65.  The Court notes that in the preliminary proceedings the police must collect enough evidence to enable the public prosecutor to substantiate all the elements of the request for an investigation (see paragraphs 44-46 above). In the instant case, the Court observes that one of the steps taken for that purpose was the questioning of one of the school teachers (see paragraph 7 above). Given the content of her statement and in view of the fact that a request for an investigation concerning the criminal offence of sexual abuse of a minor was ultimately lodged against the applicant, the Court presupposes that the police must also have taken other measures in order to gather evidence in support of the reasonable suspicion against him. Clearly, any such measures resulted in interference with the applicant's right to respect for his private life, it being precisely this aspect of his life that the police and the prosecution authorities had to scrutinise. The Court thus concludes that the activities of the police in the preliminary proceedings must have substantially affected the applicant's situation at the material time (see, mutatis mutandis, Casse v. Luxembourg, no. 40327/02, §§ 31-33, 27 April 2006; Diamantides v. Greece, no. 60821/00, § 21, 23 October 2003; and Amann v. Switzerland [GC], no. 27798/95, §§ 65-67, ECHR 2000-I).

66.  However, the Court points out that, in the applicant's submission, the relevant period had started to run with the request for an investigation (see paragraph 61 above). In this connection, the Court notes that, in cases such as the present, the request for an investigation is a formal act of prosecution performed by the public prosecutor, that is to say, the State's authority responsible for the prosecution of criminal offences, on the reasonable suspicion that an individual has committed a criminal offence. This standard of proof appears to correspond, in theory, to that required by Article 5 § 1 of the Convention (see paragraph 46 above).

The Court is not convinced by the Government's view that such a request does not represent a “charge” but that the investigating judge's decision upholding the request does.

It finds that, at the moment the request for an investigation was made, the applicant was clearly suspected of committing a crime (see, mutatis mutandis, Casse, cited above, § 33). Moreover, the request for an investigation did not just reflect the public prosecutor's position as to the existence of reasonable suspicion that the applicant had committed a crime, but also set in motion the proceedings before the investigating judge and as such represented a procedural step against the applicant which was directly relevant to the criminal investigation and to the determination of a “charge”.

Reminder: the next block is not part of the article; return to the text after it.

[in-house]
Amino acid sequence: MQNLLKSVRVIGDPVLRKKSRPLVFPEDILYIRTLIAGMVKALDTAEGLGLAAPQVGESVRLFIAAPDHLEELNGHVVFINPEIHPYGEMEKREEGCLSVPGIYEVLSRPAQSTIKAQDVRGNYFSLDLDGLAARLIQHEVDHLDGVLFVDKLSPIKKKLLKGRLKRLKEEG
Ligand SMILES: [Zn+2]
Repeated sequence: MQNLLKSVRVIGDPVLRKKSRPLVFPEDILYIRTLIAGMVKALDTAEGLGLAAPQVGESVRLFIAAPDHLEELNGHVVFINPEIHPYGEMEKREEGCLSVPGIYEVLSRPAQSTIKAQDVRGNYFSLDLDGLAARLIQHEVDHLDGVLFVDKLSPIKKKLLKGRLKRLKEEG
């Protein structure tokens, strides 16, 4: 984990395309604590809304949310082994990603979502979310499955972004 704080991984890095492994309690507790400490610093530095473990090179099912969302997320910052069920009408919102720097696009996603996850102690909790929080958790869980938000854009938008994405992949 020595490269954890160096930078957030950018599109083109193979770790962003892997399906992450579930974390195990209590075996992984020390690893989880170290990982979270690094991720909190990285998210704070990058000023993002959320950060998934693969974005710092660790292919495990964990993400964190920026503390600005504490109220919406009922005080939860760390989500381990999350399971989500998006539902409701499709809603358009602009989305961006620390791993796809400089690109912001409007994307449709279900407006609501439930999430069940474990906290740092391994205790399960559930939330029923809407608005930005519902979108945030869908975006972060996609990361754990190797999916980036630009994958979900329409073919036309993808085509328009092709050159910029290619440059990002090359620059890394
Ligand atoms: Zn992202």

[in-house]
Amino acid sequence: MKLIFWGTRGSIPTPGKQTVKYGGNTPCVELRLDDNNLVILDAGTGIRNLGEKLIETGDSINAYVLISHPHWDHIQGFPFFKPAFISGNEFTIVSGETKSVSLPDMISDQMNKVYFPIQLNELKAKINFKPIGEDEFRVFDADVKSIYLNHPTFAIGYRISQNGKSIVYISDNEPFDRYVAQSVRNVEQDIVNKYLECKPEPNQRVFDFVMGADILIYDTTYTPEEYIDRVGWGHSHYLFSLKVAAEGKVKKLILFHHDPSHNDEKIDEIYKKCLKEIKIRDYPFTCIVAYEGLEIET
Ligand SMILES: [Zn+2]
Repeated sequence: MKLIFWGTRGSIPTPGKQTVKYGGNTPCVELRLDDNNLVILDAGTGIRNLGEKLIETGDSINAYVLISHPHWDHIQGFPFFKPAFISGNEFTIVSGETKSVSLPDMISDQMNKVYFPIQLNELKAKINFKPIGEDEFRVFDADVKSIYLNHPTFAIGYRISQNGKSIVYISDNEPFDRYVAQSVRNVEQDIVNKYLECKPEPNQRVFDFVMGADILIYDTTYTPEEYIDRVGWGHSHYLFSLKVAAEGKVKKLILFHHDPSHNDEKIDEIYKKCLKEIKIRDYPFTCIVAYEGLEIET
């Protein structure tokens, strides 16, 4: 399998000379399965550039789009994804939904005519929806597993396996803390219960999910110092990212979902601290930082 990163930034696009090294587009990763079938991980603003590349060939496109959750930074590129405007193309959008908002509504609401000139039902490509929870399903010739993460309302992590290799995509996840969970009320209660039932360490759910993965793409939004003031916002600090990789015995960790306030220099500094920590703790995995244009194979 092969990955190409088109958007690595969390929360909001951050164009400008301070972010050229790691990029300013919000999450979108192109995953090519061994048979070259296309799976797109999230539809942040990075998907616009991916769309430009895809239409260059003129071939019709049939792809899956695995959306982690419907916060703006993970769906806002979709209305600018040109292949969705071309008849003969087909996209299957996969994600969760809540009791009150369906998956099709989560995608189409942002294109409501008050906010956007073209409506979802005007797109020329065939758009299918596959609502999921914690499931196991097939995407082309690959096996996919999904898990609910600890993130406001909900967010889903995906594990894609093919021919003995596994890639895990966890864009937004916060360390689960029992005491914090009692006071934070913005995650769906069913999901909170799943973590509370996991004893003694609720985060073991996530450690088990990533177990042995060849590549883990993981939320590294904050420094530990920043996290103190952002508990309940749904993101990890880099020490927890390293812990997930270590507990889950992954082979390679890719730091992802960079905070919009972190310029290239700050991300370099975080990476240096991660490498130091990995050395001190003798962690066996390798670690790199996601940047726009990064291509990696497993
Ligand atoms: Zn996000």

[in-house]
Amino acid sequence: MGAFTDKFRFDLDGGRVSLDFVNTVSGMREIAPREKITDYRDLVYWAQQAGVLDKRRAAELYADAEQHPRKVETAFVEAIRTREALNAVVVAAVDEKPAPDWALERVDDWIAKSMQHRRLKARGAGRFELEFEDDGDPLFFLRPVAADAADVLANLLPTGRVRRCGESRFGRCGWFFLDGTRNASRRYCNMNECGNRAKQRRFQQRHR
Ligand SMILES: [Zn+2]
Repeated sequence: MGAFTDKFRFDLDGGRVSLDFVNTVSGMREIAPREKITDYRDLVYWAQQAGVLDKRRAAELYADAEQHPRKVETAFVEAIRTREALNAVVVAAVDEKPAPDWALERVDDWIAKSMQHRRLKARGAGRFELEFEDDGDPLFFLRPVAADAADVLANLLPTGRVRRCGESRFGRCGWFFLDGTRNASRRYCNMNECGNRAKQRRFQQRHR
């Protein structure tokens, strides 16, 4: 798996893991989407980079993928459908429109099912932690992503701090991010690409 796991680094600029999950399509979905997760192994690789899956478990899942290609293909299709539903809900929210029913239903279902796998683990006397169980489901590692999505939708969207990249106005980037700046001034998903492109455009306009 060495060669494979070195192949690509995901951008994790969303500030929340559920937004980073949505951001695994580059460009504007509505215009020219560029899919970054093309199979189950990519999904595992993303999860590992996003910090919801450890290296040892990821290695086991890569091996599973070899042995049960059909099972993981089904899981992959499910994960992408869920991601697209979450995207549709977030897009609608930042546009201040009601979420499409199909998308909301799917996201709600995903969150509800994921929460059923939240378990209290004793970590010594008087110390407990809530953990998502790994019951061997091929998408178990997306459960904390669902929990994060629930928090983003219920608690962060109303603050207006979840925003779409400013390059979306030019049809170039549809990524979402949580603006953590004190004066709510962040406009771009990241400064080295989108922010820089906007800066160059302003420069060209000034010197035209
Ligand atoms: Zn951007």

67.  The Court observes that there is no indication in the case file that notice of the request for an investigation was officially served on the applicant, nor is there any provision in the relevant domestic law requiring the suspect to be notified at that stage of the proceedings (see paragraph 47 above). The Court reiterates that it is not its function to assess the national law, unless and in so far as it may have infringed rights and freedoms protected by the Convention (see, mutatis mutandis, Garcia Ruiz v. Spain, [GC], no. 30544/96, § 28, ECHR 1999-I). However, a mere possibility that such notification was not required, or was not provided to the applicant, should not lead the Court to reach a different conclusion as to the beginning of the period to be taken into consideration. Otherwise it would be possible for the State, in relation to the fulfilment of its undertaking to comply with Article 6, to seek refuge behind the possible failure of its own domestic law or administration of justice.

68.  Therefore, having regard to the circumstances of the present case, in particular to the measures undertaken by the police in the preliminary proceedings and the social stigma attached to the alleged criminal offence, the Court considers that the applicant's situation must already have been substantially affected in the preliminary proceedings. However, given the applicant's argument (see paragraph 61 above) and having been unable to ascertain the exact point at which he began to be affected by the proceedings, the Court concludes that he was “charged” for the purposes of Article 6 at the latest on 31 August 1998, when the request for an investigation was lodged against him by the public prosecutor.

(β)  End of the period to be taken into account

69. The Court notes that the first set of proceedings is still pending before the Constitutional Court. It points out that, according to its established case-law, the proceedings before the Constitutional Court, which could influence the outcome of the proceedings before the lower courts, should be included in the relevant period (see Metzger v. Germany, no. 37591/97, § 34, 31 May 2001). The Government did not submit anything that would lead the Court to reach a different conclusion in the present case (see paragraph 60 above).

70.  The relevant period in respect of the first set of proceedings has therefore lasted more than eight years and three months for four levels of jurisdiction.

(γ)  The reasonableness of the length of the proceedings

71.   The Court reiterates that the reasonableness of the length of the proceedings must be assessed in the light of the particular circumstances of the case and having regard to the criteria laid down in the Court's case-law, in particular the complexity of the case and the conduct of the applicant and of the authorities dealing with the case, as well as what was at stake for the applicant (see, among other authorities, Klamecki v. Poland, no. 25415/94, § 87, 28 March 2002).

72.  The Court accepts that the authorities in the domestic proceedings were faced with some difficulties in obtaining evidence owing to the status of the alleged victims. It, however, cannot disregard the fact that the first set of proceedings was pending for more than four years and seven months at the first level of jurisdiction. The Court attaches importance to two periods of inactivity for which the State was essentially responsible, between the request for an investigation and the investigating judge's decision (see paragraphs 8 and 9 above) and, in particular, the delay of two years and seven months between the bill of indictment and the first hearing (see paragraphs 11 and 12 above). The Court notes in this connection that the domestic authorities did not comply with the time-limits set out in domestic legislation (see paragraph 50 above) and that there is no information in the case file explaining the measures taken in this connection.